The author standing atop Vinegar Hill in 2013.
An illustration of the British cavalry riding into the rebels at Vinegar Hill.

While the rebellion continued through the summer, including a landing of French troops who were repulsed, the back of the rebellion was broken on top of Vinegar Hill.  The British, led by none other then Lord Charles Cornwallis, were especially brutal in putting out the embers of the rebellion.  One by one, the men involved in the fighting were executed or exiled from Ireland.  An example of how rebel leaders in Ireland were treated was Father John Murphy.  He had commanded some of the troops at Vinegar Hill.  He was captured shortly after the disaster there and was immediately found guilty of treason.  The Catholic priest was tortured and then hanged.  After his death he was decapitated and his body burned in a barrel of tar while his head was placed on a spike as a warning to others.

A monument in Enniscorthy depicting Father John Murphy and a young pikeman from 1798.

The last leader to fall, was none other than Wolfe Tone.  Brought to trial in November he was found guilty of treason.  During his trial, Wolfe Tone invoked the memory of George Washington when he said: “After all I have done for a sacred cause, death is no sacrifice. In such enterprises, everything depends on success: Washington succeeded – Kosciusko failed. I know my fate, but I neither ask for pardon nor do I complain. I admit openly all I have said, written, and done, and am prepared to meet the consequences.”  Although Wolfe Tone asked to be given a soldier’s death (shot by a firing squad), he was instead ordered to be hanged like a criminal.  Before that happened however, he slit his own throat in his jail cell.  The rebellion was over, but the memories of it lingered long in Irish history and has been remembered in numerous Irish songs and stories.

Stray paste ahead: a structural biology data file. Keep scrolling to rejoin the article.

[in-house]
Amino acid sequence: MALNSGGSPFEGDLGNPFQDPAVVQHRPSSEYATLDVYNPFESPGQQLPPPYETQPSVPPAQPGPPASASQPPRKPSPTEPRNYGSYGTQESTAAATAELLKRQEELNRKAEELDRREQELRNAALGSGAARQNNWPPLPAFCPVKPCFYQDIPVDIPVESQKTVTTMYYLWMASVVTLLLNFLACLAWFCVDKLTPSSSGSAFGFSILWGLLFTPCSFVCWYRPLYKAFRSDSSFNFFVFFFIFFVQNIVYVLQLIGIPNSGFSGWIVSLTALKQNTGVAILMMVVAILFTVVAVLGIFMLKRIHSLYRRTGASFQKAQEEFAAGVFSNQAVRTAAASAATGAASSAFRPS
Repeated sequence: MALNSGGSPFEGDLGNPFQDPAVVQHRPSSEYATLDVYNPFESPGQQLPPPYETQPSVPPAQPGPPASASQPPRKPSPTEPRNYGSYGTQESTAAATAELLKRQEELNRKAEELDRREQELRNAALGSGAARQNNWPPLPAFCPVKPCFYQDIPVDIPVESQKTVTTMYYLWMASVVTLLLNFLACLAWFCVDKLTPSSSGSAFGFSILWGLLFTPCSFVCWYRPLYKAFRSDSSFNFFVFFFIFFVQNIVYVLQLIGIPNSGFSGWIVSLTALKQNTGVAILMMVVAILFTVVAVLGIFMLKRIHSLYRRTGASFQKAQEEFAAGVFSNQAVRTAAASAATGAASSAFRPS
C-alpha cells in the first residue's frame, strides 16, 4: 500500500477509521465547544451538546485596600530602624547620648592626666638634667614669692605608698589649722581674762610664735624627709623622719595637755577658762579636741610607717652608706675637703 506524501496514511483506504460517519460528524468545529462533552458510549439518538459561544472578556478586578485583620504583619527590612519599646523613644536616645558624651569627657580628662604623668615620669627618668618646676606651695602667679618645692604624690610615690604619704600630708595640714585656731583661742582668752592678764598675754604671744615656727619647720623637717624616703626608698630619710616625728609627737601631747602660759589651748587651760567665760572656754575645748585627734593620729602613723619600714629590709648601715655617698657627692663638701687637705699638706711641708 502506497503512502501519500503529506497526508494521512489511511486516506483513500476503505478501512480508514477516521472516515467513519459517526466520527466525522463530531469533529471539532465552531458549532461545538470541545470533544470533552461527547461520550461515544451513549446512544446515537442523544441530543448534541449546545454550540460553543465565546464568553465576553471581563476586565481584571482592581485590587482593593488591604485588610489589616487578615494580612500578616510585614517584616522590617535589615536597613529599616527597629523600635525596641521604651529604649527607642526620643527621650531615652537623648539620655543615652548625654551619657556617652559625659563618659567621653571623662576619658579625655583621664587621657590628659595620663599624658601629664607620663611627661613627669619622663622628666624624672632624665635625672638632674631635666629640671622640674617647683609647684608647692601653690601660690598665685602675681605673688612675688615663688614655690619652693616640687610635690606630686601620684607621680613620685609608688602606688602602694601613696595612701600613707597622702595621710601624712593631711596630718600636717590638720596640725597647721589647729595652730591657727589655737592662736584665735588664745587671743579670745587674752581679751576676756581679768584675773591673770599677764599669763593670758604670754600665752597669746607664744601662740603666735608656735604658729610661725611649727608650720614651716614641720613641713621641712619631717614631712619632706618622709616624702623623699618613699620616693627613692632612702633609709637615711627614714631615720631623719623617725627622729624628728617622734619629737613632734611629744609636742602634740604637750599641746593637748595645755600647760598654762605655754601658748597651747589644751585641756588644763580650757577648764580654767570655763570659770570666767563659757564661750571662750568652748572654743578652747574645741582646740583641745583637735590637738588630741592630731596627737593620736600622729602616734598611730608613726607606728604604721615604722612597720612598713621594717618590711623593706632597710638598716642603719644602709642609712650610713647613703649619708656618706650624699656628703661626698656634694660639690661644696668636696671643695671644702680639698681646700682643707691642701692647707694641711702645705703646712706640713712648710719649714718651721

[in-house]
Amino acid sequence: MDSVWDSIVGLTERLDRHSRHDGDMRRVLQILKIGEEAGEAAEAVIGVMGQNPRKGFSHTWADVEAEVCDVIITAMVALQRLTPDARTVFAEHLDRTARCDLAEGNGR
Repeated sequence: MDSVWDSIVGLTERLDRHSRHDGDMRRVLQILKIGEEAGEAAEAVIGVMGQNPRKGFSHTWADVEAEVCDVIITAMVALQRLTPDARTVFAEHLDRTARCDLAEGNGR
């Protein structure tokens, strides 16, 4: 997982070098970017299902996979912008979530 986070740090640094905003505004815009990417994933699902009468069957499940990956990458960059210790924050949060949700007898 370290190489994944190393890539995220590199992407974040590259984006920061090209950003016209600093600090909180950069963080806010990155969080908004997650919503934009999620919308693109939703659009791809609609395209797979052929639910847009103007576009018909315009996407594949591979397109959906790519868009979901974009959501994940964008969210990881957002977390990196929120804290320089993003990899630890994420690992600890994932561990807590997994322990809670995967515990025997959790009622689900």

Image of the Battle of Vinegar Hill reenactment in Ireland in 2013.

Today a museum in Enniscorthy tells the story of the 1798 rebellion.  In recent years they have even started reenacting the tragic Battle of Vinegar Hill in order to tell this often forgotten chapter of Irish history.

So this St. Patrick’s Day, proudly wear green and raise a toast to the patriots of Vinegar Hill and the cause of liberty!

7 thoughts on “What it Means to Wear the Green

  1. A fine synopsis of extremely difficult times in Ireland.
    A good historical perspective that too often remains out of sight, even for those who understand that the Irish Free State was a very long time in the making. I hope our current path in history does not discourage their will to preserve that freedom.
    (and thanks for you “like” on my very non-historical post the other.)


  2. Pingback: The Irish Rebellion of 1798 and the Battle of Vinegar Hill | Emerging Revolutionary War Era